Now I’ve had the time of my liiiiifffe… doing the Kaaterskill Falls Hike. Oh wait, I may have oversold it. But if you’re visiting the Catskills, be sure to stop by - it’s the tallest two-tiered waterfall in New York and well worth a visit.
Dirty Dancing was my one true movie love when I was about 15, and to this day I know every word. Starring Patrick Swayze and Jennifer Grey, it’s about risqué dancing and unlikely love between the staff and guests at a resort in the Catskill Mountains in Upstate New York.
18 years later, and I’m finally experiencing the Catskills for myself. Sadly, I didn’t get to visit the fictional Kellerman’s Resort. I’m also not a teenager falling for the handsome dancer from the wrong side of the tracks.
Instead I happily packed our minivan with my husband of 12 years, our 3 kids, and my in-laws and drove into the mountains for a fabulous meal and a Kaaterskill Falls Hike. The Hudson River Valley is still really new to me (my first foray being the Walkway Over the Hudson) and so far it definitely hasn't disappointed.
Are you interested in heading there soon? Here’s the essential info:
Kaaterskill Falls Hike: The Basics
- Go for: Scenery! And a relatively short hike that little kids can manage.
- Location: Hunter, NY Right along Route 23A between Hunter and Haines Falls
- Trail Length: 1/2 mile each way, elevation of 527 feet
- What to bring: good shoes, drinking water, and a camera
- Safety: pay close attention to signs, and don’t go off of the marked trail. People die at Kaaterskill Falls on a horrifyingly regular basis.
- Downsides: Very popular (read: busy), limited parking, problematic walk from the parking lot to the trailhead.
- Extra perk: You’ll find a second waterfall, Bastian Falls, right at the trailhead
Kaaterskill Falls Hike: Our Experience
We pulled into the way-too-small lot at exactly the right moment, as a car full of hikers was leaving and opening up their parking space. I’m sure we won’t be so fortunate in the future!
So, if you’re headed there, just be prepared to wait for a spot to open up.
From the parking lot we walked down the road to the trailhead. This was hardly an ideal setup either, because Route 23A is one of those windy two-lane jobs with a limited shoulder. But we grabbed the kids firmly by the hand and made our way down the hill.
We were all excited to find a smaller waterfall, Bastian Falls, right at the trailhead - an encouraging sign of even more beautiful scenery to come.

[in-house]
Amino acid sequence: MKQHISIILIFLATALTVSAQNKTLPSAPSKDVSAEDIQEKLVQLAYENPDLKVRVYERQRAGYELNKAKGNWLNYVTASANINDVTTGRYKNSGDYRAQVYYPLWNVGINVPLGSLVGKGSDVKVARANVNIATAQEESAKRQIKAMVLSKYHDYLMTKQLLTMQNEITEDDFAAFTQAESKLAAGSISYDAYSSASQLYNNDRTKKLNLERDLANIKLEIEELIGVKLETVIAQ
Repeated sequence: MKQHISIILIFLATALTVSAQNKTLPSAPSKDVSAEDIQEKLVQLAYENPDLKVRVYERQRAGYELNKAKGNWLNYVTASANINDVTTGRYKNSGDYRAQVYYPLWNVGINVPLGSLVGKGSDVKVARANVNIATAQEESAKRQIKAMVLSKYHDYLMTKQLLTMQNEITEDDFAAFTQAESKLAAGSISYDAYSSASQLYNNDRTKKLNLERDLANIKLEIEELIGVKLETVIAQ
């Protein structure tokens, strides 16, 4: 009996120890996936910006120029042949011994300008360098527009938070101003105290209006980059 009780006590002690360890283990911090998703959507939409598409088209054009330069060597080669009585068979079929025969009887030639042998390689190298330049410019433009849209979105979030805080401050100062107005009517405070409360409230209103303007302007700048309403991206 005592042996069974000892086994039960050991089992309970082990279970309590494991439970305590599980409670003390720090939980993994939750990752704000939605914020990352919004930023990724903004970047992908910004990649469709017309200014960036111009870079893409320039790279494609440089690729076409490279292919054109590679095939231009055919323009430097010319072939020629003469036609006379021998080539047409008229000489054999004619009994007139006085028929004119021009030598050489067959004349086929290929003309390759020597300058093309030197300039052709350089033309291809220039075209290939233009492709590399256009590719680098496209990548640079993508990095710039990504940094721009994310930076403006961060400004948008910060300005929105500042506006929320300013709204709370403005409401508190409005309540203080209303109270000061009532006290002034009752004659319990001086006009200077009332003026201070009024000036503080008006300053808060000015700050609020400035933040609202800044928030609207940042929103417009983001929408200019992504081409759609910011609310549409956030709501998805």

We found the 1/2 mile trail to be challenging but doable for our bigger kids, aged 6 and 4, who scrambled over boulders and around bends with increasing confidence. We parents took turns carrying our 2-year-old son on our backs in an Ergo carrier. The trail follows Spruce Creek adding to the charm of the hiking trail. The climb is 527 feet up, which is pretty significant over half a mile. It’s more or less akin to climbing a large staircase. Totally worth it.
Toward the end of the trail is a long stairway headed up to the base of the lower falls. Three from our party made the ascent, including our 6-year-old, and while it was beautiful I was nervous about the possibility of falling. There’s no guard rail and it would be easy to fall off. To do it again, I wouldn’t have brought our daughter up there. But we had a firm grip on her, and she just grinned at the spray on her face and hopped a happy dance.
Safety at the falls is indeed a concern - many hikers have disregarded trail warning signs, hiked in improper footwear, climbed further up than they should have, and have fallen to their deaths. There were two deaths in 2016, actually, and many before then. So if you’re planning a trip, please use good sense and stay on the trail, and keep far away from the edge.
We came prepared with our hiking shoes and bottled water, but failed in the department of bathing suits. Many of our fellow hikers had gotten the memo on the warm June day, and sat in the rushing water at the base of the falls. Our children would have especially enjoyed the opportunity to take a dip, but had to make do with pulling off their shoes and putting their toes into the cool stream.
The trail is a simple back-and-forth, not a loop, but we enjoyed another stop at the base of Bastion Falls, wading in and climbing around on rocks before we took off. (Note: This wouldn’t have been safe after a rain storm, but the water was slow and gentle while we were there.)
After fearing for our lives yet again on Route 23A, we made it back to the parking lot unscathed and found that find that three cars were parked in by a fourth vehicle, whose owner was apparently unwilling to wait for an open parking spot. Gratefully our car wasn't affected, so just had to give a sympathetic shrug to the grouchy, stranded hikers as we headed down to the road to our next destination.
When you go on your own Kaaterskill Falls Hike: Please be careful. Bring your camera. And don’t be a jerk.